Trucks to Meet the Future Task

Trucks to Meet the Future Task

Discussing trucks to meet the future task in the boardroom at SRT Logistics’ headquarters in Hobart, Tasmania is Executive Director Jim Miller, Chief Operating Officer Brad Hilder and Fleet Manager Nigel Froud. The topic of conversation drifts from the dwindling Argosy armada to the steadily increasing Scania squadron, and it’s interesting to hear how the Swedish brand initially got its foot in the door with SRT.

Trucks to Meet the Future Task
SRT Logistics Chief Operating Office, Brad Hilder

In something of a surprise to the SRT Logistics team, the V8-powered Scania matched or beat its rivals on key criteria such as on-road performance, fuel consumption, driver comfort and price competitiveness.

Interestingly, Jim explains that in the quest for even better fuel economy, the latest batch of Scanias includes nine G480s, some of which are B-double rated, although mainly used for single-trailer work.

As for the smaller trucks, Fuso has emerged as the truck of choice, not least because of the close proximity of C & I Transport Repairs in Launceston and its sub-contractor, Midland Truck & Bus in Hobart, to the respective depots of SRT Logistics. These, along with WB Truck ‘n’ Trailer at Wivenhoe on the north coast, do all of the company’s maintenance and repair work.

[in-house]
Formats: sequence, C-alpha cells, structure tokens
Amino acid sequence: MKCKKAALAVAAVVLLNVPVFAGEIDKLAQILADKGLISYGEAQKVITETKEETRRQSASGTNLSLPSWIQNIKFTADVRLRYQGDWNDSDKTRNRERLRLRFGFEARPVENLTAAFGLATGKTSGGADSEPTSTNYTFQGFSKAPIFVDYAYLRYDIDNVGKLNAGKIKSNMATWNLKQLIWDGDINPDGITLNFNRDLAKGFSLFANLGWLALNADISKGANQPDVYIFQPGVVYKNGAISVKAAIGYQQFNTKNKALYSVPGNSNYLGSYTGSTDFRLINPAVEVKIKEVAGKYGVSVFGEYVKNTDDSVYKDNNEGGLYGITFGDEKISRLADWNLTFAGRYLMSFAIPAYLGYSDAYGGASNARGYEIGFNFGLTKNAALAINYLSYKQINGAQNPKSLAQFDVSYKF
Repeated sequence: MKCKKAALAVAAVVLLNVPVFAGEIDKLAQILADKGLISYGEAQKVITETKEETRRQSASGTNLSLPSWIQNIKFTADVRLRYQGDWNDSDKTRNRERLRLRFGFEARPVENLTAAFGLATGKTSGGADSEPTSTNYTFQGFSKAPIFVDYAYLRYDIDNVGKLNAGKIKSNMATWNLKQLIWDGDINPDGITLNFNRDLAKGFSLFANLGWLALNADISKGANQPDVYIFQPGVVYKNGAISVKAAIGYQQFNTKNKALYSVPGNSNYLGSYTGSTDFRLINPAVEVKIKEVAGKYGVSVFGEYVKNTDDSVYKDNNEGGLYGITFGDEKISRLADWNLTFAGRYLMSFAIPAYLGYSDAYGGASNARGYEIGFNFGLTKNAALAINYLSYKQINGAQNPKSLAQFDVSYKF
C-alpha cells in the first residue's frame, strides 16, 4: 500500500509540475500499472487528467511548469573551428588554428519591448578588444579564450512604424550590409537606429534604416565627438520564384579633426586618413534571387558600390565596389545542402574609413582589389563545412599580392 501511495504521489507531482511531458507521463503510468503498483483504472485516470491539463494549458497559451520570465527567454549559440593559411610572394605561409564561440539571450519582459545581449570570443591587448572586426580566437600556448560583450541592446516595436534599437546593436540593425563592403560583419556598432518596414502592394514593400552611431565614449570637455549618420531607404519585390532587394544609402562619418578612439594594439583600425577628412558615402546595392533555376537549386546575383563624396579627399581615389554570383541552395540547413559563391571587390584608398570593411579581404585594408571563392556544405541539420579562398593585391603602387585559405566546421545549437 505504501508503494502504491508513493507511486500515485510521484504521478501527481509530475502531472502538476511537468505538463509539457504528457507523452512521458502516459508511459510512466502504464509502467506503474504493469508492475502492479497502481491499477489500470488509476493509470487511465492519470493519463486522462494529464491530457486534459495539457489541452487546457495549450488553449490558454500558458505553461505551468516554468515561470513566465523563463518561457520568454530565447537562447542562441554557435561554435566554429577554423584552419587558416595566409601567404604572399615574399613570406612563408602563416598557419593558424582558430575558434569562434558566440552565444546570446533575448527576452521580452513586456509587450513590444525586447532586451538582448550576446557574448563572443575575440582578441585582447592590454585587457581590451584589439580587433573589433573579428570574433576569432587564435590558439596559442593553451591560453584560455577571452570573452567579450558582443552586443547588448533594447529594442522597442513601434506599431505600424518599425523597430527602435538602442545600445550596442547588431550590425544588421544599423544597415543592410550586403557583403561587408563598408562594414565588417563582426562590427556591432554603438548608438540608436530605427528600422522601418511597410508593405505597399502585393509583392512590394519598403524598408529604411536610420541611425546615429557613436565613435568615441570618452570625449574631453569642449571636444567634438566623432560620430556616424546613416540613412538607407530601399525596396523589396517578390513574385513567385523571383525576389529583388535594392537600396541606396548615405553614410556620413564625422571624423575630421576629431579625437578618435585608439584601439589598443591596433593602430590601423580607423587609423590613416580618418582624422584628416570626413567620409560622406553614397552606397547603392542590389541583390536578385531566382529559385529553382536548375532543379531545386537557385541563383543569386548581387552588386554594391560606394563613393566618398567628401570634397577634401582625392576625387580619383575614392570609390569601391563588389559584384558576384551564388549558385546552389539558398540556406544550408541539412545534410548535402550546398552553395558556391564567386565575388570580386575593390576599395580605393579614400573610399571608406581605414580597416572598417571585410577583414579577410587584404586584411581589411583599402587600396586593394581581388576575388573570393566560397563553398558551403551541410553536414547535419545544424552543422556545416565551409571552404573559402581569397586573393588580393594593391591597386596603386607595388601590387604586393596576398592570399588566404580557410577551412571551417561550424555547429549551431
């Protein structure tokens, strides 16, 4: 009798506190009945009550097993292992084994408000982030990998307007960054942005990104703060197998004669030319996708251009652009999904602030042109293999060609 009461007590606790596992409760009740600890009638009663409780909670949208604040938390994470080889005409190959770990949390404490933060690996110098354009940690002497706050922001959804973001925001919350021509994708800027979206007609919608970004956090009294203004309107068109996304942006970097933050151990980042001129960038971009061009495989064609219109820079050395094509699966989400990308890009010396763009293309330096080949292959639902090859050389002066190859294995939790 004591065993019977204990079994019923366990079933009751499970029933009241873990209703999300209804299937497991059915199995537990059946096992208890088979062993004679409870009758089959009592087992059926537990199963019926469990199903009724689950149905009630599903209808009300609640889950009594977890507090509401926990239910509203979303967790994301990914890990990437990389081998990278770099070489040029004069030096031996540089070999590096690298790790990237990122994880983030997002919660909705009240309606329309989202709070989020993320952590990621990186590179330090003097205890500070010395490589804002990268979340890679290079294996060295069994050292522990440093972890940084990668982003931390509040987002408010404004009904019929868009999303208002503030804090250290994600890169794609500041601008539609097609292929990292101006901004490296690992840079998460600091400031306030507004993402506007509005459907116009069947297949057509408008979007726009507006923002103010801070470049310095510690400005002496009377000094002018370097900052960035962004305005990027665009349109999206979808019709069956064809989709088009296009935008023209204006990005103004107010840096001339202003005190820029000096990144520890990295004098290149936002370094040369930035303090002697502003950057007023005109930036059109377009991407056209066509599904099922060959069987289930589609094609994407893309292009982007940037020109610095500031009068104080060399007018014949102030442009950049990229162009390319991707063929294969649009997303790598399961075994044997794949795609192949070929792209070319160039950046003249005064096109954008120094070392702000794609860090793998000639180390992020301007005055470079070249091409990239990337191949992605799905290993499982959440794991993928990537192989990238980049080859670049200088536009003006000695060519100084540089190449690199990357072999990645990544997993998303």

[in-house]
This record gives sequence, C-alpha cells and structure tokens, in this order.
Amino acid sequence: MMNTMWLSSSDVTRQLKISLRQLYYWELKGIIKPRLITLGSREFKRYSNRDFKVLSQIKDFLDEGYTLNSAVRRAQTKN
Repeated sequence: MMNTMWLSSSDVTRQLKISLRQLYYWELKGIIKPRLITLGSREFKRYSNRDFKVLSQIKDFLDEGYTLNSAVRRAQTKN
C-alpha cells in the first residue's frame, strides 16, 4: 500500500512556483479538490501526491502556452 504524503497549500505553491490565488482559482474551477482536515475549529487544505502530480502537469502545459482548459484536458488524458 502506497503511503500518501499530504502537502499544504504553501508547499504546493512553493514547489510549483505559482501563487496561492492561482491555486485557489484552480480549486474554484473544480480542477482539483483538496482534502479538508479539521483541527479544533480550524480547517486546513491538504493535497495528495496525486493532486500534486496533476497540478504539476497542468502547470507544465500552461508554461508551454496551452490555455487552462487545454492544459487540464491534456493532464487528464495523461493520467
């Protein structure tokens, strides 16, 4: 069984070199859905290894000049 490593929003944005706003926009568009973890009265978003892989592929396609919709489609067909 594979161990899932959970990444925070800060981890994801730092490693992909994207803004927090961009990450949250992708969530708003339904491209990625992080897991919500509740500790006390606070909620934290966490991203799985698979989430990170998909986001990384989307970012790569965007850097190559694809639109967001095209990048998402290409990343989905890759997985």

Trucks to Meet the Future Task

“The service is good and they’re all close by so we get a pretty good outcome from this arrangement,” Jim explains, adding that their figures show it’s more cost effective for them to use these maintenance providers than the truck manufacturers’ contract maintenance option.

On the topic of maintenance, the company uses mineral oil, with change intervals of 30,000km for the Scanias and 20,000km for the smaller trucks that do mostly metro work.

According to Nigel, this is the best option rather than using synthetic oil with longer drain intervals.

“The trucks do 5,000km a week and they need to be checked over every six weeks, so we reckon it’s best to do the whole lot together,” he says. “We’ve had longer service intervals with trucks in the past – and I’m not saying we wouldn’t do that again in the future – but at the moment, the 30,000km interval works well for us.”

Trucks to Meet the Future Task

“We’re one of the top two in the state as far as Transport Tas is concerned,” Jim adds. “That really speaks for itself in my book.”

With Jim’s retirement set for the end of this year, to coincide with the business turning 30, he will be leaving it in the safe hands of Brad and Nigel, and his sons Robert and Brent. As for future predictions, the organic growth of around 10 per cent per year is expected to continue as the company continually strives to ‘underpromise and overdeliver’ for its loyal customer base, while also looking for more conquest customer opportunities.

As the remaining Freightliners are put out to pasture, it’s a fair bet that more Scanias will be acquired to take their place. This is best summed up by Brad.

“We try to buy right, buy good gear and maintain it well and hopefully it will look after us,” he concludes.